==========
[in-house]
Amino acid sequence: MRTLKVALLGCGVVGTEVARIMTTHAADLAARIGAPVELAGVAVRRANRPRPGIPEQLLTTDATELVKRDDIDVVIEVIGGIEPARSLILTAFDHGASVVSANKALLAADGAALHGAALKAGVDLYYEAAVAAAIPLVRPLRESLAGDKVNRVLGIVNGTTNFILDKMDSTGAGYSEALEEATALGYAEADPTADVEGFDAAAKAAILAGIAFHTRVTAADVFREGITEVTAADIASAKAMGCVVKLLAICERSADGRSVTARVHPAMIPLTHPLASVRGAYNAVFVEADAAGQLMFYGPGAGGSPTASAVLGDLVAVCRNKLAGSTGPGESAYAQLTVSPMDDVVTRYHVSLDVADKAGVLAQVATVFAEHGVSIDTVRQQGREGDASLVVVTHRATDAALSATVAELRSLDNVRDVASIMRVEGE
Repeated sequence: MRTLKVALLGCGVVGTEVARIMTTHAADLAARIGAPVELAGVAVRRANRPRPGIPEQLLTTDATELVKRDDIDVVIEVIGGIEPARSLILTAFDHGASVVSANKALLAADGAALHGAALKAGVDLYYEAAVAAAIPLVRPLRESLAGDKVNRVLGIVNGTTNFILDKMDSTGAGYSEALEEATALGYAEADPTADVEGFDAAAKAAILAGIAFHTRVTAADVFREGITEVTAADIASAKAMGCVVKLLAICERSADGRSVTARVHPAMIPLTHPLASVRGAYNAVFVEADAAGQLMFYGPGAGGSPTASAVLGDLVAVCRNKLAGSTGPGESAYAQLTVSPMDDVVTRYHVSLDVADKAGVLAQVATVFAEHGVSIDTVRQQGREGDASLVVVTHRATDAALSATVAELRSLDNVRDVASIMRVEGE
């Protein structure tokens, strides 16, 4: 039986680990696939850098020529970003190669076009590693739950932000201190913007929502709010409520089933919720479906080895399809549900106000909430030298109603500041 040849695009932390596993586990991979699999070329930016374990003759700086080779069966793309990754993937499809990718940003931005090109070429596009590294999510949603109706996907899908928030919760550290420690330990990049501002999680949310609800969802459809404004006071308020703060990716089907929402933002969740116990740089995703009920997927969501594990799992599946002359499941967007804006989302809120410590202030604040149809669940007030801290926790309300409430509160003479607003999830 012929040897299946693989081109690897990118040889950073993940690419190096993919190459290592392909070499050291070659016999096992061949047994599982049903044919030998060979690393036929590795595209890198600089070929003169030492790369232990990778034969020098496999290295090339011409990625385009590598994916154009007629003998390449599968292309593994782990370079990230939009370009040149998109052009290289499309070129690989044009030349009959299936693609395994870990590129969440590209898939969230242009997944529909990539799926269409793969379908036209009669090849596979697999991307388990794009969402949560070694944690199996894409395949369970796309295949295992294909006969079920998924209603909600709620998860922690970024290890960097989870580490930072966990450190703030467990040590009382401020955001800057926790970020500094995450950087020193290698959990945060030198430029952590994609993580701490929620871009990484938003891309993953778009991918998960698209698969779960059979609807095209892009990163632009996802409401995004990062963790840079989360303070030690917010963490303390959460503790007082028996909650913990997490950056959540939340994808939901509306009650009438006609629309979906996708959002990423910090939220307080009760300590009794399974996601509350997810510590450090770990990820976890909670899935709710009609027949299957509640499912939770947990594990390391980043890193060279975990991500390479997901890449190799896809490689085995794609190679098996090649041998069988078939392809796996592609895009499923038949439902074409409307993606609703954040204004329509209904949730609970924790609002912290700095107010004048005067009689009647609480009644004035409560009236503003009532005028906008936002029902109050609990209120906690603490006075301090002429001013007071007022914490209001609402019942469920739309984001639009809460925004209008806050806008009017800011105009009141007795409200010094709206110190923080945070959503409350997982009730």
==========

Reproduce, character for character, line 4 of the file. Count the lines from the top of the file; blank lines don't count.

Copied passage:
């Protein structure tokens, strides 16, 4: 039986680990696939850098020529970003190669076009590693739950932000201190913007929502709010409520089933919720479906080895399809549900106000909430030298109603500041 040849695009932390596993586990991979699999070329930016374990003759700086080779069966793309990754993937499809990718940003931005090109070429596009590294999510949603109706996907899908928030919760550290420690330990990049501002999680949310609800969802459809404004006071308020703060990716089907929402933002969740116990740089995703009920997927969501594990799992599946002359499941967007804006989302809120410590202030604040149809669940007030801290926790309300409430509160003479607003999830 012929040897299946693989081109690897990118040889950073993940690419190096993919190459290592392909070499050291070659016999096992061949047994599982049903044919030998060979690393036929590795595209890198600089070929003169030492790369232990990778034969020098496999290295090339011409990625385009590598994916154009007629003998390449599968292309593994782990370079990230939009370009040149998109052009290289499309070129690989044009030349009959299936693609395994870990590129969440590209898939969230242009997944529909990539799926269409793969379908036209009669090849596979697999991307388990794009969402949560070694944690199996894409395949369970796309295949295992294909006969079920998924209603909600709620998860922690970024290890960097989870580490930072966990450190703030467990040590009382401020955001800057926790970020500094995450950087020193290698959990945060030198430029952590994609993580701490929620871009990484938003891309993953778009991918998960698209698969779960059979609807095209892009990163632009996802409401995004990062963790840079989360303070030690917010963490303390959460503790007082028996909650913990997490950056959540939340994808939901509306009650009438006609629309979906996708959002990423910090939220307080009760300590009794399974996601509350997810510590450090770990990820976890909670899935709710009609027949299957509640499912939770947990594990390391980043890193060279975990991500390479997901890449190799896809490689085995794609190679098996090649041998069988078939392809796996592609895009499923038949439902074409409307993606609703954040204004329509209904949730609970924790609002912290700095107010004048005067009689009647609480009644004035409560009236503003009532005028906008936002029902109050609990209120906690603490006075301090002429001013007071007022914490209001609402019942469920739309984001639009809460925004209008806050806008009017800011105009009141007795409200010094709206110190923080945070959503409350997982009730």